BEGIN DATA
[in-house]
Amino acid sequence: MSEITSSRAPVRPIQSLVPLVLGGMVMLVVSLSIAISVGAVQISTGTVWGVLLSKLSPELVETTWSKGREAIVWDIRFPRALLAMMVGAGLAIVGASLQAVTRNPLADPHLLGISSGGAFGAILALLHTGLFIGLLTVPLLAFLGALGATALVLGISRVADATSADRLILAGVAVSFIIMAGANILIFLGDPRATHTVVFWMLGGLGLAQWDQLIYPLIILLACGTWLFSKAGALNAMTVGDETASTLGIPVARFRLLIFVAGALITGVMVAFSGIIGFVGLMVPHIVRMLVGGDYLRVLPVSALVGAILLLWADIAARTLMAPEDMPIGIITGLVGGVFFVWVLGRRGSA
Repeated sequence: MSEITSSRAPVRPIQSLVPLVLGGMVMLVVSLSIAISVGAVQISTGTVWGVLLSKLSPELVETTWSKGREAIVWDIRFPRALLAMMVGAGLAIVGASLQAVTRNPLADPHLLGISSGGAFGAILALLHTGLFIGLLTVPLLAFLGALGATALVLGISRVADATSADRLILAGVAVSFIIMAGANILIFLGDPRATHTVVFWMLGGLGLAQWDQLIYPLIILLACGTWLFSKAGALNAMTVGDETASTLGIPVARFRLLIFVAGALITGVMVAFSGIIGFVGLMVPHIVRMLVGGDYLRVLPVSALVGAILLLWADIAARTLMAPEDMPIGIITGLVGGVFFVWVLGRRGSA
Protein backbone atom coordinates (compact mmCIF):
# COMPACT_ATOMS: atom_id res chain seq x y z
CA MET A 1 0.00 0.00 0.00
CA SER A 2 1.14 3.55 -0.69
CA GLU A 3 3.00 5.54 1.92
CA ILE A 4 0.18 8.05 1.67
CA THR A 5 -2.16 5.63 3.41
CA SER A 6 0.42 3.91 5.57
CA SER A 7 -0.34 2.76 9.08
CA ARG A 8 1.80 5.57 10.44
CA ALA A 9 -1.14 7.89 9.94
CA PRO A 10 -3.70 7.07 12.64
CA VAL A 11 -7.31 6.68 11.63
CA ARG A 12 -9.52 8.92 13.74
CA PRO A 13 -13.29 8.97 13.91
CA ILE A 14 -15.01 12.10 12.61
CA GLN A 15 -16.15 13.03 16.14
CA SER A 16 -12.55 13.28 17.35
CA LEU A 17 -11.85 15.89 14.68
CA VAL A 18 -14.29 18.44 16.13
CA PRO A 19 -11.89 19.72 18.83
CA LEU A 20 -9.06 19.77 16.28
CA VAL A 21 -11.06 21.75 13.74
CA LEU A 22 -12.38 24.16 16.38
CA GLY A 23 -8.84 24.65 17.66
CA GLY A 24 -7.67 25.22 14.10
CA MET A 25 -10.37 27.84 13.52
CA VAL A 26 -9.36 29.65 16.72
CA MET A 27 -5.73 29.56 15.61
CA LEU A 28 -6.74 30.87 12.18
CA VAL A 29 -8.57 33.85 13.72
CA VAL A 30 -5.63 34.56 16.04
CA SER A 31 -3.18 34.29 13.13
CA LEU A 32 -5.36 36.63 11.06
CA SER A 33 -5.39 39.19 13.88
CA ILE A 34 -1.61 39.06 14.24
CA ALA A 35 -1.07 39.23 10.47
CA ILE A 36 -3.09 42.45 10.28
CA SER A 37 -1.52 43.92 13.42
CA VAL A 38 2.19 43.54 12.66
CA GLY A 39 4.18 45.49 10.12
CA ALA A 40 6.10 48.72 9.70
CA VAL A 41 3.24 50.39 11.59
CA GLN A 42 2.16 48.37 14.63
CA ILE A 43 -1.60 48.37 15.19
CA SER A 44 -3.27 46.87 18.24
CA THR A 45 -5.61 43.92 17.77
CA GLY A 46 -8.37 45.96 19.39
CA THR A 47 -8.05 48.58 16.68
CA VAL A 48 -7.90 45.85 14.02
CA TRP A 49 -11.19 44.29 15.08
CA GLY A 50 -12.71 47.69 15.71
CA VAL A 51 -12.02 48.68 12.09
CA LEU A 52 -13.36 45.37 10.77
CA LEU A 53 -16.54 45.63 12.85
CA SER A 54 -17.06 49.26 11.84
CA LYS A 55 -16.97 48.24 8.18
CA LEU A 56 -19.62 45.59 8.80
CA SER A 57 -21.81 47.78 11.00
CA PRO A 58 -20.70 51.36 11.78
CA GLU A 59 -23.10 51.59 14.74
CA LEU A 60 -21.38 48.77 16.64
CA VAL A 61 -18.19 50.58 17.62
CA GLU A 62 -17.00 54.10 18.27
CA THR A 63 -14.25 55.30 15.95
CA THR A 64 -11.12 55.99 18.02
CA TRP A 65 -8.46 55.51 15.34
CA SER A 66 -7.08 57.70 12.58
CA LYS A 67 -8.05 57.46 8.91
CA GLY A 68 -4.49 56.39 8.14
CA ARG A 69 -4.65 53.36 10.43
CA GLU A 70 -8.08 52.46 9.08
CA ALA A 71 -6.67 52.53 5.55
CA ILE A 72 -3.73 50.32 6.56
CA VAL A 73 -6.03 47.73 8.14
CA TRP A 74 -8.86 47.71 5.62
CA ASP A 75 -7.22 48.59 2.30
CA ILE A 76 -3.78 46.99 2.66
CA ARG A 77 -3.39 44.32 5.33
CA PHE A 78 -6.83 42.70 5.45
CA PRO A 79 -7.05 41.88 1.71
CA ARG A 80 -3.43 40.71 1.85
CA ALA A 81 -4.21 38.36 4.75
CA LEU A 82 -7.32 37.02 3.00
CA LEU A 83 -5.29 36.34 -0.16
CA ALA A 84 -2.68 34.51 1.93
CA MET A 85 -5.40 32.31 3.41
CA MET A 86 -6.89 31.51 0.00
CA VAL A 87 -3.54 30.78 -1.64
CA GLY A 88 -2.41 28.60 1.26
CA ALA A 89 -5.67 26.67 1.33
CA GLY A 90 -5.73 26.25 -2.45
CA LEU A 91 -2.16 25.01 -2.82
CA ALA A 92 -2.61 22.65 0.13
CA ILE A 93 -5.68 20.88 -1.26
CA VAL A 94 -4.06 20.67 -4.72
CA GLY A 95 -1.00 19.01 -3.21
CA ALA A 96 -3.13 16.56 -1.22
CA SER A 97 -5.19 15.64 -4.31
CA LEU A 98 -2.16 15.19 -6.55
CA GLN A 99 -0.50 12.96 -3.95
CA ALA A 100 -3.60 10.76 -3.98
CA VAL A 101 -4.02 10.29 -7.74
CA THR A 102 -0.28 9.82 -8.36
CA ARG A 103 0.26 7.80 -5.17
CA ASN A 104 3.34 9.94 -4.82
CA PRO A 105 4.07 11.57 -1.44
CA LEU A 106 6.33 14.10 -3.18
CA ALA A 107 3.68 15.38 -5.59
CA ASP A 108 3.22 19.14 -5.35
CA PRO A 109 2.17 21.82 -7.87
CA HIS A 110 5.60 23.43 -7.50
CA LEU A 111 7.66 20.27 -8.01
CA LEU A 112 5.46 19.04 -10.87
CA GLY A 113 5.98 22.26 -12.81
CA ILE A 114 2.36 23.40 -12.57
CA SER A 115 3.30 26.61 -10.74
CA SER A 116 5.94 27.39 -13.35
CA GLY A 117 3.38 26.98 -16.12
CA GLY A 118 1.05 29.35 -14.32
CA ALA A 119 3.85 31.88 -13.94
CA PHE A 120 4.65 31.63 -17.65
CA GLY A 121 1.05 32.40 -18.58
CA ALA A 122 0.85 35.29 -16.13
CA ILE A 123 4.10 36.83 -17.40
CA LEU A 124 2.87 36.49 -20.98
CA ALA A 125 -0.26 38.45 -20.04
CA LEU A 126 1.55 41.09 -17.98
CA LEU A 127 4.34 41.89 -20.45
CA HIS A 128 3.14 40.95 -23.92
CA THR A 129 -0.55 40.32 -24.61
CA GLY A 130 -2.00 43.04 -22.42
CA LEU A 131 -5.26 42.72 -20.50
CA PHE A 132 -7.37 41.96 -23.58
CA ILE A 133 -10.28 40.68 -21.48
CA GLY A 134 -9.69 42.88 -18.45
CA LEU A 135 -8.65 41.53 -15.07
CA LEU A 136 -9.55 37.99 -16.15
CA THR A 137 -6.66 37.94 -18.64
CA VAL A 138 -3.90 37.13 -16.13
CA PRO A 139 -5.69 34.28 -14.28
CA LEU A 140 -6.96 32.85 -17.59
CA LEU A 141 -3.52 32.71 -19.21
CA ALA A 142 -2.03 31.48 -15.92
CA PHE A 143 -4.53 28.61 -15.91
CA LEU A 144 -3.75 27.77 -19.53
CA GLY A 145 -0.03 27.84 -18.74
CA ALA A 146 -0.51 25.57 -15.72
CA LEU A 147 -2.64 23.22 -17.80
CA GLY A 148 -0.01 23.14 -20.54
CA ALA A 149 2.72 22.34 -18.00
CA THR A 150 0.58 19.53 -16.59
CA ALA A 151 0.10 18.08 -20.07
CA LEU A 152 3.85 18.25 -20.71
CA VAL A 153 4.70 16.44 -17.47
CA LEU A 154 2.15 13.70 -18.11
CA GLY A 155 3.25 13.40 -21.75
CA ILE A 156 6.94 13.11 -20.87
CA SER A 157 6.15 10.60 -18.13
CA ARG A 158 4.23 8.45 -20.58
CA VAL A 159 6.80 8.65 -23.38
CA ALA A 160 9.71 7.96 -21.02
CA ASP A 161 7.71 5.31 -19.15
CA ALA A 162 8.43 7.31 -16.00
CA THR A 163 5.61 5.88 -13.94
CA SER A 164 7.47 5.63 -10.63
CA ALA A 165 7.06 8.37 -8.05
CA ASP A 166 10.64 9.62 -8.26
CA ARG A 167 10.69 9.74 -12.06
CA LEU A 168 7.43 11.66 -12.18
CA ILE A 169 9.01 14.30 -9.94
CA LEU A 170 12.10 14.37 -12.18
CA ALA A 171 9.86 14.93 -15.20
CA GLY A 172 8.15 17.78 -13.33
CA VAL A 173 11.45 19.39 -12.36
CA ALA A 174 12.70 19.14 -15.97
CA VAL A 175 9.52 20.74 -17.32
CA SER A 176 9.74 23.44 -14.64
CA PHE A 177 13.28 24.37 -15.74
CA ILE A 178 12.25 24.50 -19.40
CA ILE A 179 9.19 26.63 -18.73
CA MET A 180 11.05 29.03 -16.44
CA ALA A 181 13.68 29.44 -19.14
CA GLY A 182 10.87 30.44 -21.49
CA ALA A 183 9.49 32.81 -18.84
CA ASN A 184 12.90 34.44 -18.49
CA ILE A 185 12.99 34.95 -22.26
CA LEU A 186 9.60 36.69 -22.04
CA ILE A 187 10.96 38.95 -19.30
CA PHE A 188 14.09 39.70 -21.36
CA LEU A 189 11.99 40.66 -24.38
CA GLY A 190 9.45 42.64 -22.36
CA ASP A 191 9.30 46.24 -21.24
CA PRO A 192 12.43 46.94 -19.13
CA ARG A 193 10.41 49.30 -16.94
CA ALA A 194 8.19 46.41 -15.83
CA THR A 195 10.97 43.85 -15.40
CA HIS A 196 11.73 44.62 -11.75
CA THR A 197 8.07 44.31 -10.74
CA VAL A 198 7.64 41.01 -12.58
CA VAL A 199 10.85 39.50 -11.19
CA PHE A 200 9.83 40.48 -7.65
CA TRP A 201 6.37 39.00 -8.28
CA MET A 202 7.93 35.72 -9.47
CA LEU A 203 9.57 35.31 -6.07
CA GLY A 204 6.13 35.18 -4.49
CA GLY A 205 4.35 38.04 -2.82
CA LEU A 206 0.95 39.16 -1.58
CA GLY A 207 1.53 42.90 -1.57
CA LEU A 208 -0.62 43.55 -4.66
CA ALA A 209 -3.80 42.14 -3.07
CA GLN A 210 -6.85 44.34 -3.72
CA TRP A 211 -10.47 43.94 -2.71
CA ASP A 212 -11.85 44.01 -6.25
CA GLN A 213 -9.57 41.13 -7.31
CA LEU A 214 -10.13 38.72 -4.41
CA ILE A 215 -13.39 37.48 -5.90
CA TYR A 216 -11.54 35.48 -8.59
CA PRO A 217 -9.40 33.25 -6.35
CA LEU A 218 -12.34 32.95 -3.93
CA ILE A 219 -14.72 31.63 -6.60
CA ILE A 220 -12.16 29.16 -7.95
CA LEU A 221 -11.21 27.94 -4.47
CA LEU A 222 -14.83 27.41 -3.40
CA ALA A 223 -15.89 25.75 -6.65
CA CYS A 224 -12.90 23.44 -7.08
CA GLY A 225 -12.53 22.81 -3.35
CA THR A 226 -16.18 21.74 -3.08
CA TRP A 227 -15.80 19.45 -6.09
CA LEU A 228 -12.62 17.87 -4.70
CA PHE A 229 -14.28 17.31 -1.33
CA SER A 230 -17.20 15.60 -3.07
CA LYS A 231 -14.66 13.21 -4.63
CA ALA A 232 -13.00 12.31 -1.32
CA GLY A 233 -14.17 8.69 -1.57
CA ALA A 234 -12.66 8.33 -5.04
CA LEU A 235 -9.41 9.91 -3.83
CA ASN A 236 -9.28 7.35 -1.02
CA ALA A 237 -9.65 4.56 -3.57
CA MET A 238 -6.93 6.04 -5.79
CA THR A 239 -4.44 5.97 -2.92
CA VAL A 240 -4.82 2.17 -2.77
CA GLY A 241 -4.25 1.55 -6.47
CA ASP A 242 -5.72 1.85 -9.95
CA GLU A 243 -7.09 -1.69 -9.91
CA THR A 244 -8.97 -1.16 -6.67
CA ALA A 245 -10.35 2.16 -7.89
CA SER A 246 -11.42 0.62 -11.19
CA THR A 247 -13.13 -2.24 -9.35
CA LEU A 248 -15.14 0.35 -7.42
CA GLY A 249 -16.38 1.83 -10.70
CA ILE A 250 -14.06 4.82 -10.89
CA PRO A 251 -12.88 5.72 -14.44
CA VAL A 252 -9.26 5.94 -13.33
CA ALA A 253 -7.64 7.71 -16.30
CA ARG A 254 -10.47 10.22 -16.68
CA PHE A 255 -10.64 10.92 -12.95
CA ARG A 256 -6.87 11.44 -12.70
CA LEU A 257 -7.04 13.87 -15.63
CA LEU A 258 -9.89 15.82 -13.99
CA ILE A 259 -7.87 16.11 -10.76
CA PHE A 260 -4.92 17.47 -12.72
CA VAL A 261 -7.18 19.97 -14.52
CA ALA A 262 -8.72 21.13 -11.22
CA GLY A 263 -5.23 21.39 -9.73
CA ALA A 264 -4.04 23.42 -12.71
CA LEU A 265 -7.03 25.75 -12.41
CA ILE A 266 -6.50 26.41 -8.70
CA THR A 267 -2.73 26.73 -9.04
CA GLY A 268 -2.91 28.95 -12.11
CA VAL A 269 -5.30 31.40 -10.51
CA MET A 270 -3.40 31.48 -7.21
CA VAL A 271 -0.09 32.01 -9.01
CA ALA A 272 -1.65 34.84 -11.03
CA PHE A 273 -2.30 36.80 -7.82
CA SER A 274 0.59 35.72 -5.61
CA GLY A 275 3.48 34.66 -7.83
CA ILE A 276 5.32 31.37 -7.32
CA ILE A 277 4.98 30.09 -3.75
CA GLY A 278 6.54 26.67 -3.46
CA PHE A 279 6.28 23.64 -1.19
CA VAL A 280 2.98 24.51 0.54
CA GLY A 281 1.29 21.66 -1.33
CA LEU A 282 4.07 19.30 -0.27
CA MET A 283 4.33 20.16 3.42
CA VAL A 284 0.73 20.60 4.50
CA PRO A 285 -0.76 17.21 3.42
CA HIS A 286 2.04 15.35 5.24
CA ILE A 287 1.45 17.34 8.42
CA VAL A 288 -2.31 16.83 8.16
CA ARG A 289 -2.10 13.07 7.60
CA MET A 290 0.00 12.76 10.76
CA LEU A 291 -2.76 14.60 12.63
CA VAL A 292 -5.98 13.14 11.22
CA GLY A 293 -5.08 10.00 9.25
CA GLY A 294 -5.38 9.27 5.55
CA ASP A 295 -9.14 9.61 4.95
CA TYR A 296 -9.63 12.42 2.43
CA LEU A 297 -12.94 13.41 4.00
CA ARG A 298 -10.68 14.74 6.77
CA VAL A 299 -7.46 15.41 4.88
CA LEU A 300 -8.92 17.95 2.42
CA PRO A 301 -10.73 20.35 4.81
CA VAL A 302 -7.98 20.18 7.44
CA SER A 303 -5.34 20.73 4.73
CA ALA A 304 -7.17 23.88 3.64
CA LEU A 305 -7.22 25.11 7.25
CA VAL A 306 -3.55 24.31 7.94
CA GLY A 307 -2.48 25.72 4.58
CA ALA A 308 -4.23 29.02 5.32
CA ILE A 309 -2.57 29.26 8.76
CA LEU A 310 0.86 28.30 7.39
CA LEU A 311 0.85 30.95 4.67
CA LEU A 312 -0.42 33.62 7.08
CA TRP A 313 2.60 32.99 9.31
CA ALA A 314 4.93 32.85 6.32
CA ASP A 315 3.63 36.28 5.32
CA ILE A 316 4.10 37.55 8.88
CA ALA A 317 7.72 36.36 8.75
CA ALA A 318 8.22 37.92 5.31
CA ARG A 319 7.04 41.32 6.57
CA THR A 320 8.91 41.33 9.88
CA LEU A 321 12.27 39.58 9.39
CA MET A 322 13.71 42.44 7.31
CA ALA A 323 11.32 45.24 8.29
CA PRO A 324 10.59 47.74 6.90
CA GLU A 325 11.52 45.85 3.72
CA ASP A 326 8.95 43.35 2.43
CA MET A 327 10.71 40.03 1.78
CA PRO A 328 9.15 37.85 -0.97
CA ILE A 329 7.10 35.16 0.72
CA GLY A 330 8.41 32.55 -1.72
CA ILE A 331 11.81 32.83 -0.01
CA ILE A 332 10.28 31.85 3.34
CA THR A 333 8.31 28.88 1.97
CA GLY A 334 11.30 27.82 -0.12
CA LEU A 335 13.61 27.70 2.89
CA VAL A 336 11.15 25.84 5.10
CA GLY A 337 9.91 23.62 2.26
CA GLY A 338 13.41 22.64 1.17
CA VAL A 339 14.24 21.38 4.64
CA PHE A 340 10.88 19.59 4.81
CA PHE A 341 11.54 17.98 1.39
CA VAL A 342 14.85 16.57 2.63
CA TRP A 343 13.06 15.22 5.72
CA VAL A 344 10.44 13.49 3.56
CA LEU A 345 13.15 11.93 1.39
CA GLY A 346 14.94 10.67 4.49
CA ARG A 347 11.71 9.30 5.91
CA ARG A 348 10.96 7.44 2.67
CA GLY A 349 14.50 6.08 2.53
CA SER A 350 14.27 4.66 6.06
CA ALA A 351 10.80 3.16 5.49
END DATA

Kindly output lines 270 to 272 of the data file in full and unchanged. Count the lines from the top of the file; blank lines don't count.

CA LEU A 265 -7.03 25.75 -12.41
CA ILE A 266 -6.50 26.41 -8.70
CA THR A 267 -2.73 26.73 -9.04